What Makes a Good Mystery Novel?

What are the elements of a mystery novel that are most important to you? It is pace? Or setting? Or maybe the plot twists and turns.

And what makes your very favorite mysteries hold that space in your heart? This is a question I ask myself frequently. Why do I love the books I love?

What makes a good mystery novelToday, mystery author Mike Martin (who was my guest on episode 45 of It’s a Mystery Podcast) shares what he believes to be the essential elements of a mystery novel.

For me, the mystery genre has always been a comfortable fit, as a reader and as a writer. I enjoy most crime fiction, but my tastes do run towards the more traditional and the lighter side of mystery. No hard-boiled noir or graphic descriptions of coroner’s steel tables for me. But that’s just a personal preference. Regardless of the sub-genre, I believe that what makes a good mystery is a good story.

Maybe that is the basic element of any book in any genre, even in non-fiction. The story has to get our attention and make us want to read more. For mystery books, there has to be some element of the unknown that we are promised will be revealed if only we hang around long enough. Or even if we figure out ‘whodunit’, how the perpetrators are brought to justice may be enough to hold us fast to our seats and keep us turning the pages.

How the story is told and the definition of the main characters are close behind in terms of factors that make up a good mystery. Style, pace and plot development are keys to ensuring that we are not just entertained, but engaged along the way.

The sub-genres of mystery start diverging here, particularly around style which tends to involve detailed and sometimes flowery descriptions in cozies or technically detailed forensic talk in police procedurals. But they all come back together when it comes to the flow of the story.

Good mysteries in all forms have a rhythm that somehow just seems right. Great mystery writers have the ‘Goldilocks’ touch: not too fast, not too slow, just right!

Great characters are another key to great mysteries. We all remember the giants like Poirot or Miss Marple or Rebus or any number of great cozy writers. But I find that it is actually the sub-cast of characters that separate the great from the good.

And it’s not usually the person or persons who get killed that are the most interesting. It’s the Corporal under the Sergeant, or the old friend who always shows up with advice or a bottle of scotch at exactly the right time.

What really sets the mystery category aside from all other writing is the added characteristic of surprise. Every mystery book has a few twists and turns but a great mystery book has an absolutely brilliant surprise. It may be that the butler didn’t actually do it, but he was certainly involved in helping the less than legitimate heir bury the bodies. Or an unheard-of relative who surfaced just after the will is read or… you get the picture.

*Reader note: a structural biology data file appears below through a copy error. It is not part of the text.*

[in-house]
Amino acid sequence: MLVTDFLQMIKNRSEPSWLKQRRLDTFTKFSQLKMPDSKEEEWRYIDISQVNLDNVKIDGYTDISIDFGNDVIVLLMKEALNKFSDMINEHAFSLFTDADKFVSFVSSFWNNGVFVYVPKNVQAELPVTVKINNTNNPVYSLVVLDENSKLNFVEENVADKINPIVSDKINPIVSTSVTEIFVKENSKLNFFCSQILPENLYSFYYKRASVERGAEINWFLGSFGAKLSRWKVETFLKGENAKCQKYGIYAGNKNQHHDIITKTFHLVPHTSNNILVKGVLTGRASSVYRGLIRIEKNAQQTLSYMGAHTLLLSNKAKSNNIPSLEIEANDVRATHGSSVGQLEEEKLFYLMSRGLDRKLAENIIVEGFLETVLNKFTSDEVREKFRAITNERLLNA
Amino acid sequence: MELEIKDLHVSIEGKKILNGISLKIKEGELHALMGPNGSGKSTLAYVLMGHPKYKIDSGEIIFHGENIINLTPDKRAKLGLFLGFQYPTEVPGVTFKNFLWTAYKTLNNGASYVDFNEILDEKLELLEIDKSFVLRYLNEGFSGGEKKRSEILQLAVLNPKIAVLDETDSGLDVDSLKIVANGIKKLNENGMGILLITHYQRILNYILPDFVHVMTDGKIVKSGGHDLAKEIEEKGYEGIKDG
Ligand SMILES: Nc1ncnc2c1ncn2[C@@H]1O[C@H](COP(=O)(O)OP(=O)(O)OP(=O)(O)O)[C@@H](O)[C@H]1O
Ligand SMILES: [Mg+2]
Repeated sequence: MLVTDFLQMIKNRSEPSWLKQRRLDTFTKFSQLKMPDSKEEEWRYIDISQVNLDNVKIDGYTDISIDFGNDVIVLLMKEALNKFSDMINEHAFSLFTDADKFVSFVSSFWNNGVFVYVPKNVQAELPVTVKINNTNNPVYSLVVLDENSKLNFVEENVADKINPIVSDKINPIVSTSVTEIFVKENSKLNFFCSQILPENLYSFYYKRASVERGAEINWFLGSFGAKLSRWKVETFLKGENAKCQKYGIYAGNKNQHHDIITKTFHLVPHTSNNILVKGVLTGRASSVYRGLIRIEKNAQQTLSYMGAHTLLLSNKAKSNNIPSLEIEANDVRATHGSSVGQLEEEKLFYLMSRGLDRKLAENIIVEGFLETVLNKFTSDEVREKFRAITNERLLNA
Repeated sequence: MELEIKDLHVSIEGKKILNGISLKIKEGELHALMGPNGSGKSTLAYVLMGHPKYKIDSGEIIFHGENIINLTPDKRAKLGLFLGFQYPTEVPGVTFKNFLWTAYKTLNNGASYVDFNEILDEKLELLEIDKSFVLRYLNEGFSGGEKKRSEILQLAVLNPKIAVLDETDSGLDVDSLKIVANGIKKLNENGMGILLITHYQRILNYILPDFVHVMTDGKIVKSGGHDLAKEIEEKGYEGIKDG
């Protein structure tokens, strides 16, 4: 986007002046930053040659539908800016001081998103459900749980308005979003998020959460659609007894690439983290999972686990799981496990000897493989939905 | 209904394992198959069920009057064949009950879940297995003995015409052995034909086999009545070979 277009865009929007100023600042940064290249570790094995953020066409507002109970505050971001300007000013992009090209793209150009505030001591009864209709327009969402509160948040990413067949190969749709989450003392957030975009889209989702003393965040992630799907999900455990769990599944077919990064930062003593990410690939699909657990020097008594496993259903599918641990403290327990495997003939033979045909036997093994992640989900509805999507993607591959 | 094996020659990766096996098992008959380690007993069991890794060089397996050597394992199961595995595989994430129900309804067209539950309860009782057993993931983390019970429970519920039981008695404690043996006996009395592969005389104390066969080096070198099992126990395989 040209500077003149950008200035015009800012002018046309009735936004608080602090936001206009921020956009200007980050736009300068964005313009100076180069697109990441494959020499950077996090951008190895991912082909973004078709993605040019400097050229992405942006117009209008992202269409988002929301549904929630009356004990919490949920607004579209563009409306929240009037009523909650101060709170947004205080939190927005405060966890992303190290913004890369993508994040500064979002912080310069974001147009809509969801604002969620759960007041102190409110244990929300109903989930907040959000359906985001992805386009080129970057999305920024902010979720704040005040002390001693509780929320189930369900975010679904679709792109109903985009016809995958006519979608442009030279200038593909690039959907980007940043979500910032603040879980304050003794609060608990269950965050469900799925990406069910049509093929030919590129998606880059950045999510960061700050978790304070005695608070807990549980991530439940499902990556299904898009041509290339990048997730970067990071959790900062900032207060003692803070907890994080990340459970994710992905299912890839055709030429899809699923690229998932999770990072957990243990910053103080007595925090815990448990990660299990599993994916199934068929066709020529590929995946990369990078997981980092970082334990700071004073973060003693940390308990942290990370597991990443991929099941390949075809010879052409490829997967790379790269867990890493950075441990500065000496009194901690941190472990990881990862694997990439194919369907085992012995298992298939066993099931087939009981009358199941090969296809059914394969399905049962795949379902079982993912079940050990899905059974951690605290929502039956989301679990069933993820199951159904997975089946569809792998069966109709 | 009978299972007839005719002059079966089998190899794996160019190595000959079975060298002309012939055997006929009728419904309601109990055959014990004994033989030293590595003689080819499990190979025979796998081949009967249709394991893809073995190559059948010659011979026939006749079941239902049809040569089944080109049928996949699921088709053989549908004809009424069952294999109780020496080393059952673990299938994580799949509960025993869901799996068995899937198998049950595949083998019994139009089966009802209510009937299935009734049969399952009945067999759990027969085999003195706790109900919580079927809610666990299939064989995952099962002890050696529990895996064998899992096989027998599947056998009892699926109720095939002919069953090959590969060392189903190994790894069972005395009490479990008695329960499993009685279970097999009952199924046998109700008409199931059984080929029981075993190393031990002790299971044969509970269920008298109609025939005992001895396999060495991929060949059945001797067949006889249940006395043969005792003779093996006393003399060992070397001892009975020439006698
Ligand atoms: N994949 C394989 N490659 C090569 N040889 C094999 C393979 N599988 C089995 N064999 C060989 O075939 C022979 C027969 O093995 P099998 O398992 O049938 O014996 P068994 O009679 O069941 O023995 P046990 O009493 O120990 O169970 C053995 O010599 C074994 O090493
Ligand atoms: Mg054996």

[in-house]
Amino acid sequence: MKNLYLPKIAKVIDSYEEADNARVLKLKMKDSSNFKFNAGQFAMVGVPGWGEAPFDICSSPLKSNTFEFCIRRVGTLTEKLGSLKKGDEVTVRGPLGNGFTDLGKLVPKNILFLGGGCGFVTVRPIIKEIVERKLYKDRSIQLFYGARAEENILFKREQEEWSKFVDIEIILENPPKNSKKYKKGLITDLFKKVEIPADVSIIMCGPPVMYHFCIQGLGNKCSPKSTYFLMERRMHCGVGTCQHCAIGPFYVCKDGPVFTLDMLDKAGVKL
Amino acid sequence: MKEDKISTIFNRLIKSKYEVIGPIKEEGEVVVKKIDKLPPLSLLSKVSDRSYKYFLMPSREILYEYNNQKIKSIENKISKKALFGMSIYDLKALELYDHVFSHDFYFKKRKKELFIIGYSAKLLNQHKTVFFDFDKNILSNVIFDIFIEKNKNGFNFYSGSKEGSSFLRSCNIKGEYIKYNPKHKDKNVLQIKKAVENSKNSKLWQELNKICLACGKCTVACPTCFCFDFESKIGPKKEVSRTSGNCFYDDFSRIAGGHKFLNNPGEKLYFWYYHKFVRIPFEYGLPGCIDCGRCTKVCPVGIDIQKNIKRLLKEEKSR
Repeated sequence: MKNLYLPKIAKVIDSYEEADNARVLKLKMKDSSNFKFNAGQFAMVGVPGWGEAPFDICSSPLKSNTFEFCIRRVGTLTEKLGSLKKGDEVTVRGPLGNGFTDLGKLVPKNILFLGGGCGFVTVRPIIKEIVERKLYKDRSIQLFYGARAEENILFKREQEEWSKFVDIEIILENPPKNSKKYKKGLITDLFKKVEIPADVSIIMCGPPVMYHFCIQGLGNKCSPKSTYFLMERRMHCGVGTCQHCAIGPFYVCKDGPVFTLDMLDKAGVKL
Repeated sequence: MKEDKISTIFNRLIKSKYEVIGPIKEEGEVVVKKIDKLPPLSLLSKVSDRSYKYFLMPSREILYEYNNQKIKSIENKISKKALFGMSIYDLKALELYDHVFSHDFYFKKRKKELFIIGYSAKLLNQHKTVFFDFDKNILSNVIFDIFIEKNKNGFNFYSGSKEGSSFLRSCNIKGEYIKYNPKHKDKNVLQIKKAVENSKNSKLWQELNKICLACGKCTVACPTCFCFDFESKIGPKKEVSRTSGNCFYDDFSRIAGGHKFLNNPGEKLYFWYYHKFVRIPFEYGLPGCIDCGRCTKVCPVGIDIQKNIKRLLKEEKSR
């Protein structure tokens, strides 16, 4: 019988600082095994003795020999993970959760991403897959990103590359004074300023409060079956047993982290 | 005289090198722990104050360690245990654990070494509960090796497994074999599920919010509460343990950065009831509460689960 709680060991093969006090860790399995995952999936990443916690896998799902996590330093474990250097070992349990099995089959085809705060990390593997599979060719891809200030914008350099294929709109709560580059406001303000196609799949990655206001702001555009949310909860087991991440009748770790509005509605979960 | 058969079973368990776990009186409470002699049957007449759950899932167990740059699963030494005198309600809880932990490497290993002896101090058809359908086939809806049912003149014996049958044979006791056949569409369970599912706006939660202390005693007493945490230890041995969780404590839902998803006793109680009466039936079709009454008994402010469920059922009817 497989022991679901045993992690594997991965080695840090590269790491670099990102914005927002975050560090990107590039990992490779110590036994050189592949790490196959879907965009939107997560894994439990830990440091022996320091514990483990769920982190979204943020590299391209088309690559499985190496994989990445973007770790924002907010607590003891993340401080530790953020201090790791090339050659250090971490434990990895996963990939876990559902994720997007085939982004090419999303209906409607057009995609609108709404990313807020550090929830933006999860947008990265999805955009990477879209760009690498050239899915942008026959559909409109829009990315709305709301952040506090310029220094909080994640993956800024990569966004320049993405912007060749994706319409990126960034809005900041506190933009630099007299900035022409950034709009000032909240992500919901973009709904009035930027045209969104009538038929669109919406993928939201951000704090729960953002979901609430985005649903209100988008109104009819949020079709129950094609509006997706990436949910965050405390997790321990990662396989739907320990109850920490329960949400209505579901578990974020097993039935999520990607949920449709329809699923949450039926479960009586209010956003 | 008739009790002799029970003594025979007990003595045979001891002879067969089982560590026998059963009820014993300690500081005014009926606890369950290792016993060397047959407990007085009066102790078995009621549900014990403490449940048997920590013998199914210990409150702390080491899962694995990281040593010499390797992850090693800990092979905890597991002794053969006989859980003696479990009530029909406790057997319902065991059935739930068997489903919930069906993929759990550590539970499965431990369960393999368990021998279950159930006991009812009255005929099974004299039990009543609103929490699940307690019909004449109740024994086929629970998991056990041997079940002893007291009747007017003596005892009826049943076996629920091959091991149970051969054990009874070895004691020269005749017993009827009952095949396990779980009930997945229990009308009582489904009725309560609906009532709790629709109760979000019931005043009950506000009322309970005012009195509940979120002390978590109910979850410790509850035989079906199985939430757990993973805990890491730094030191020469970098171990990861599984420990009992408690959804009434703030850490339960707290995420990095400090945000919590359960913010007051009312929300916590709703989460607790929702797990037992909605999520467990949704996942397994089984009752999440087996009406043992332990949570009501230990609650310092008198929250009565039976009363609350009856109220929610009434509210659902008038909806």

Reading a great mystery book is like having a candle to light the way down a dark and unfamiliar hallway. You don’t know what you are going to find down there, but you just have to go and see for yourself.

***

Mike Martin Tangled WebA Tangled Web is the latest book in the Sgt. Windflower Mystery series set on the East Coast of Canada. The previous book in the Series A Long Ways from Home was shortlisted for the Bony Blithe Award as the “Best Light Mystery of the year”.

“Life is good for Sgt. Wind­flower in Grand Bank, Newfoundland. But something’s missing from the Mountie’s life. Actually, a lot of things go missing, including a little girl and supplies from the new factory. It’s Windflower’s job to unravel the tangled web of murder, deceit and an accidental kidnapping that threatens to engulf this sleepy little town and destroy those closest to him. But there’s always good food, good friends and the love of a great woman to make everything better in the end.”

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Mike Martin is a long-time freelance writer and the author of the Sgt. Windflower Mystery Series. The series is set in Newfoundland and features Cree, RCMP officer, Sgt. Winston Windflower who solves crime and discovers the natural beauty, food and culture of Newfoundland along the way.

Down the Rabbit Hole of Research with Tracy Tonkinson

Today I have a guest post by mystery author Tracy Tonkinson. Tracy was a guest on It’s a Mystery Podcast in 2016 (you can hear our chat about Chicago history and the inspiration for her novels here) and I’m thrilled to have her back to talk about the research she does for her mystery novels. In today’s article, she explores the fascinating origins of cesarean section births. How does that subject intersect with mystery novels set in 1880s Chicago, you ask? Read on to find out. Take it away Tracy!

madmanI wrote my first Diamond & Doran mystery, Madman, because I found a half-forgotten detail of history so compelling it begged for its own story.

Researching Madman was so intoxicating I almost forgot that I was supposed to be writing a book. And therein lies the problem for the historical novelist. If you love history as I do, then rummaging around in old books, online directories and ancient filing cabinets is as close to heaven as it gets. But it can also lead to the hell of the eternal rabbit hole.

I cannot tell you how many times I have started researching for the name of a real person to use in a Diamond & Doran mystery only to uncover so many other fascinating facts that I find myself diverted into outlining books 1 through 10 of a series yet to be written, which all sounds fantastic until I realise I am now weeks behind on the book I should be writing.

Madman came to me because of a real bombing incident that happened in Haymarket Square, Chicago in May 1886. The true perpetrator was never caught, though 9 men were hanged for involvement in the riot that followed. That anonymous perpetrator was my inspiration for Diamond & Doran’s hunt through the mean streets of Chicago to track down the culprit. Along the way, they became a real team and a series was born.